From Dreams to Reality — THIS is Exciting
…Even more than the amazing architecture, I’m excited to share this story here because I was a part of this project from the very beginning… When I worked for Santiago Calatrava I was part of the team that brought this project into the office… And on Friday I got to see so much excitement from the community, and hear the ambitious stories from the students, and watch the smiling faces of the many that are so proud to work in and around the building. Architecture is exciting. And it makes a difference in people’s everyday lives.
It was while I was in Calatrava’s office and began working with he and his wife on their own home that I realized my biggest interest was in residential architecture. So I left Calatrava’s office in early 2010 and founded Studio MM…. From that point, well, it is still an ongoing adventure and I absolutely love what I do!
Reflecting on Design : Lake Wylie House
We started designing the Lake Wylie House over 2 years ago and it’s now almost complete and looks amazing! On the flight back I was remembering some of our initial meetings and noting how very far we’ve come from that point. In the past 2 years I have gotten to know my clients and their 2 boys much better and so, to see them truly excited about their new home makes me extremely happy. I know, I know… I say this a lot about the process of working with my clients, but the very best thing about being a residential architect is seeing my clients genuinely excited about their home!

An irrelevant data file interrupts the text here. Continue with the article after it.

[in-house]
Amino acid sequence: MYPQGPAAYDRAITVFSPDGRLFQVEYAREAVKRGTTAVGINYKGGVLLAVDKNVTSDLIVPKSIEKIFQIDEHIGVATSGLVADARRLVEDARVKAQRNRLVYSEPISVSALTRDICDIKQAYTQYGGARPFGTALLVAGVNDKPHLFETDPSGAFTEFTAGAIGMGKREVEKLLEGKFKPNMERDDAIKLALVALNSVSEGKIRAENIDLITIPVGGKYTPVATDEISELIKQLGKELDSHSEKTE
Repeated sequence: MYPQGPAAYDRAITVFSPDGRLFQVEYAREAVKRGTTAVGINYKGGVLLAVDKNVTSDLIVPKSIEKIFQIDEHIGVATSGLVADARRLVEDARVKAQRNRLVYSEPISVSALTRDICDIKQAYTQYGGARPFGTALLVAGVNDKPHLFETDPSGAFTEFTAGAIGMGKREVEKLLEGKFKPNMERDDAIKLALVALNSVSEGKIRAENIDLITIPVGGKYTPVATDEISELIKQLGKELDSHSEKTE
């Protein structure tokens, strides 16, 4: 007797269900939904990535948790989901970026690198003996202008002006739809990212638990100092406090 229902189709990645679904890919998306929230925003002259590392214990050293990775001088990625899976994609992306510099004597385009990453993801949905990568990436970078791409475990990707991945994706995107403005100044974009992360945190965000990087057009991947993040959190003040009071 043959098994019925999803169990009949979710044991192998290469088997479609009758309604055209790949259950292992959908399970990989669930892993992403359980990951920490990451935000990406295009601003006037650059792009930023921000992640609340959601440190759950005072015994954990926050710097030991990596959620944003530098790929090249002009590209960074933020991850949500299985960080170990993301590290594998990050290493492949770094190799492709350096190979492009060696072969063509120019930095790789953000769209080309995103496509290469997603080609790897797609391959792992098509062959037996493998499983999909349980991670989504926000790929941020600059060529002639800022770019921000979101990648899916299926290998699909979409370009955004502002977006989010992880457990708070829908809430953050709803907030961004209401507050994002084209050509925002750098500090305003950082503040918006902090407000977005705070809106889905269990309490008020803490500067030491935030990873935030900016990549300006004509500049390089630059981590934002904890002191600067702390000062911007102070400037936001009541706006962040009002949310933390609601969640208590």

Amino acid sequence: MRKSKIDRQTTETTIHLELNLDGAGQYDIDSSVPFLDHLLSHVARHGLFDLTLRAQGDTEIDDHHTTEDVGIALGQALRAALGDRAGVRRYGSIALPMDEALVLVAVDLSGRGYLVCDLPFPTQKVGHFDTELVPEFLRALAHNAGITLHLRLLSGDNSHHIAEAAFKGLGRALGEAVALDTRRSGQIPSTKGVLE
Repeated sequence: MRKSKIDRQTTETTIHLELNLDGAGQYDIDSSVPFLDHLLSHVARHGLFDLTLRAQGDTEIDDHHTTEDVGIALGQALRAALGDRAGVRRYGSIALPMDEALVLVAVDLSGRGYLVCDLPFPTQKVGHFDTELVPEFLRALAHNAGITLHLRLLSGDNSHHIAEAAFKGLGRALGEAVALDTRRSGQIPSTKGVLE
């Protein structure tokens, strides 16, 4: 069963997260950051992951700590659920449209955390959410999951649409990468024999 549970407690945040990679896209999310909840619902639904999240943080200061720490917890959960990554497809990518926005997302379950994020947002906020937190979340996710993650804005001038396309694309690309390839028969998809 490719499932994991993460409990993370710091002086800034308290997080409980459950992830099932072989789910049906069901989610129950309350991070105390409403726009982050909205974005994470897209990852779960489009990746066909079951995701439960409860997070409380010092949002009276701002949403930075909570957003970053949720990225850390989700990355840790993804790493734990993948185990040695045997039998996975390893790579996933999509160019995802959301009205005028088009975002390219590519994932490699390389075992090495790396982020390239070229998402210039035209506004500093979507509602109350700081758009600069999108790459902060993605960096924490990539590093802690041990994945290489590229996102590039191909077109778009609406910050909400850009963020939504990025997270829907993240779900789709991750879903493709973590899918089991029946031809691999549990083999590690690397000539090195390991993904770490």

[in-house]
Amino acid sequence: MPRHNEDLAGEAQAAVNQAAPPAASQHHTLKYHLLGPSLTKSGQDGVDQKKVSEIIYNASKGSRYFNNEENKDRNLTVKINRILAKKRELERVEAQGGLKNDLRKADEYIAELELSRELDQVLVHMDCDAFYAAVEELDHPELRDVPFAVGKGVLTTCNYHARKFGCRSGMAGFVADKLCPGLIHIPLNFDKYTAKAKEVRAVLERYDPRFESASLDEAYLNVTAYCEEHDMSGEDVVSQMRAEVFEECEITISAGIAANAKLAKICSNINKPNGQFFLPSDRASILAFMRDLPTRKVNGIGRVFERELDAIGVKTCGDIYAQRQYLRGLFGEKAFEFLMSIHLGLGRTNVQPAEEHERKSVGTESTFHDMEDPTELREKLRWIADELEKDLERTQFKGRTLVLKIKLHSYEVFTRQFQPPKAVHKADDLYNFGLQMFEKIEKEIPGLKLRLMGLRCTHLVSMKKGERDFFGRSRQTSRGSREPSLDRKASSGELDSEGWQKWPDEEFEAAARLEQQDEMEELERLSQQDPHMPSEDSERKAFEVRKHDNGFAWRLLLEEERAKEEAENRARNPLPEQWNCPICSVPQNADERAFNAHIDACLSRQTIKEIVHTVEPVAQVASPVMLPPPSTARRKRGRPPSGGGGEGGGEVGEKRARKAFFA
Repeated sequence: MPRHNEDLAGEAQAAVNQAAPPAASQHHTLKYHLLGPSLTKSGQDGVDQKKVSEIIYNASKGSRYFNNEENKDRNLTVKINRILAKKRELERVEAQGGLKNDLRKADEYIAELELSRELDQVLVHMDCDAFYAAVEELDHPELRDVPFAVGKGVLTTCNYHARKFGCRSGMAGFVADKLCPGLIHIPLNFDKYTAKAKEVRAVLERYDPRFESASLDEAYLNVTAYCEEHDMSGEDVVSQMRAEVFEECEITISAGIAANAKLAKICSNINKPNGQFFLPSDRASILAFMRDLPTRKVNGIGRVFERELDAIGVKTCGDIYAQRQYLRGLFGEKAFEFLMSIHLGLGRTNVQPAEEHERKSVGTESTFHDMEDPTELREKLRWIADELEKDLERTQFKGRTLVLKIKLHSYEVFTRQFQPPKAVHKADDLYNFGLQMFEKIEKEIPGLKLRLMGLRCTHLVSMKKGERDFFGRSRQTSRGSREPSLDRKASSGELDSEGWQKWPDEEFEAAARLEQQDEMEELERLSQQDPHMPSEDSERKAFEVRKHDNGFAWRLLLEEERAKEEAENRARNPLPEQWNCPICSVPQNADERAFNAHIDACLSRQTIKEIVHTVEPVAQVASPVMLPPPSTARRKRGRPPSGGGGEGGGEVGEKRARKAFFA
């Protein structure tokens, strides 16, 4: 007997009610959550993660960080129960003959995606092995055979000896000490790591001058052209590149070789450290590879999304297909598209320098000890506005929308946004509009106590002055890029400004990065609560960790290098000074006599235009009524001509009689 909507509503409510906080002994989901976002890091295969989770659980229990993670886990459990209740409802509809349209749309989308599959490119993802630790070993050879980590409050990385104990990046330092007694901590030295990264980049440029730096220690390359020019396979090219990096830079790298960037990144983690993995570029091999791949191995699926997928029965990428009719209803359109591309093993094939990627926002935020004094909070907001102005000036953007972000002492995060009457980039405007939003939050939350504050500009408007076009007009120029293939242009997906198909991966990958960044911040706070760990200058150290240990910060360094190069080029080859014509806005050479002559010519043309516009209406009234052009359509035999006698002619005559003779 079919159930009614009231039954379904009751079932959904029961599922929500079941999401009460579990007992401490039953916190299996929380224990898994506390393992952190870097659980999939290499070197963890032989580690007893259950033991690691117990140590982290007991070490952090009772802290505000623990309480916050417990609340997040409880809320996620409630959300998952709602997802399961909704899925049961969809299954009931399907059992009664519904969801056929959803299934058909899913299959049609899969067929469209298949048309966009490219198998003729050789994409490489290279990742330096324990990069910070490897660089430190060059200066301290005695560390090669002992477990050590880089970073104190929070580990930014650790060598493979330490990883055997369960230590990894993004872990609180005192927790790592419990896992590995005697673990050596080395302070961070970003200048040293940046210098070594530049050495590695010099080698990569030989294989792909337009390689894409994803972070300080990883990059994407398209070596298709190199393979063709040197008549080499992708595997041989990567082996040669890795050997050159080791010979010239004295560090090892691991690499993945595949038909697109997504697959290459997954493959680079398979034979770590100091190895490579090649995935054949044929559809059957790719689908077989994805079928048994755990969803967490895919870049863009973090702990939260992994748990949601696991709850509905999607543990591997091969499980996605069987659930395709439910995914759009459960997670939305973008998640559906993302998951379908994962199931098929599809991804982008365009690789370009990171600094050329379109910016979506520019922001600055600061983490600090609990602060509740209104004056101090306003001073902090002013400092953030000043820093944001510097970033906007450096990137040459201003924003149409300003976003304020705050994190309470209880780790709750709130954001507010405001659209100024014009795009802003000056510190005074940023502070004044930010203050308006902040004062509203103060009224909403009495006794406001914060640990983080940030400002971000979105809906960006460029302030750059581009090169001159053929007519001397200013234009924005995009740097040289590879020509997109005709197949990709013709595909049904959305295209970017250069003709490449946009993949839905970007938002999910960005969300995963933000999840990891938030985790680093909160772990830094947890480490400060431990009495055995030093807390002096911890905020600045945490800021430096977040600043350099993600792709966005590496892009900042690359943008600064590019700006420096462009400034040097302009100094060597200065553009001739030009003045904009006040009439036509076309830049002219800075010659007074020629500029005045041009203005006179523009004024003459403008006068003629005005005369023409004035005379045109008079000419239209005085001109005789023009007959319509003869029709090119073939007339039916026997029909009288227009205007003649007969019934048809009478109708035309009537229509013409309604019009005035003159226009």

Check out more ArchiTalks links from our colleagues below!
Bob Borson — Life of An Architect (@bobborson)
Then and Now — Architectural Design or Accounting
Matthew Stanfield — FiELD9: architecture (@FiELD9arch)
Where It All Went Right
Jeff Echols — Architect Of The Internet (@Jeff_Echols)
Well, How Did I Get Here
Mark R. LePage — EntreArchitect (@EntreArchitect)
The Biggest Surprise of My Life as an Architect
Lora Teagarden — L² Design, LLC (@L2DesignLLC)
Then & Now…and the middle
Nicholas Renard — Renard Architecture (@dig-arch)
15 Years of Architecture
Lee Calisti, AIA — Think Architect (@LeeCalisti)
then and now
Emily Grandstaff-Rice — Emily Grandstaff-Rice FAIA (@egrfaia)
Being the light in darkness
Eric T. Faulkner — Rock Talk (@wishingrockhome)
Then-Now: A Schematic Story
Stephen Ramos — BUILDINGS ARE COOL (@sramos_BAC)
Big Ass Buildings
brady ernst — Soapbox Architect (@bradyernstAIA)
Pens & Fizzy Drinks: Or How to Set Measurable Career Goals
Brian Paletz — The Emerging Architect (@bpaletz)
How did I get here?
Michael LaValley — Evolving Architect (@archivalley)
Reflection on My Wonderful, Unexpected Career
Jarod Hall — di’velept (@divelept)
The Joys of Being an Architect
Anthony Richardson — That Architecture Student (@thatarchstudent)
Then and Now
Kyu Young Kim — Palo Alto Design Studio (@sokokyu)
Career Path: Follow Your Heart
Michele Grace Hottel — Michele Grace Hottel, Architect (@mghottel)
then and now
Nisha Kandiah — TCDS (@SKRIBBLES_INC)
Then & Now : Still Chasing the Dream
Jim Mehaffey — Yeoman Architect (@jamesmehaffey)
The Reluctant Code Guru
Tim Ung — Journey of an Architect (@timothy_ung)
10 Lessons Learned from a Young Architect
Mark Stephens — Mark Stephens Architects (@architectmark)
#Architalks 22 — Then and now
Originally published at maricamckeel.com on November 15, 2016.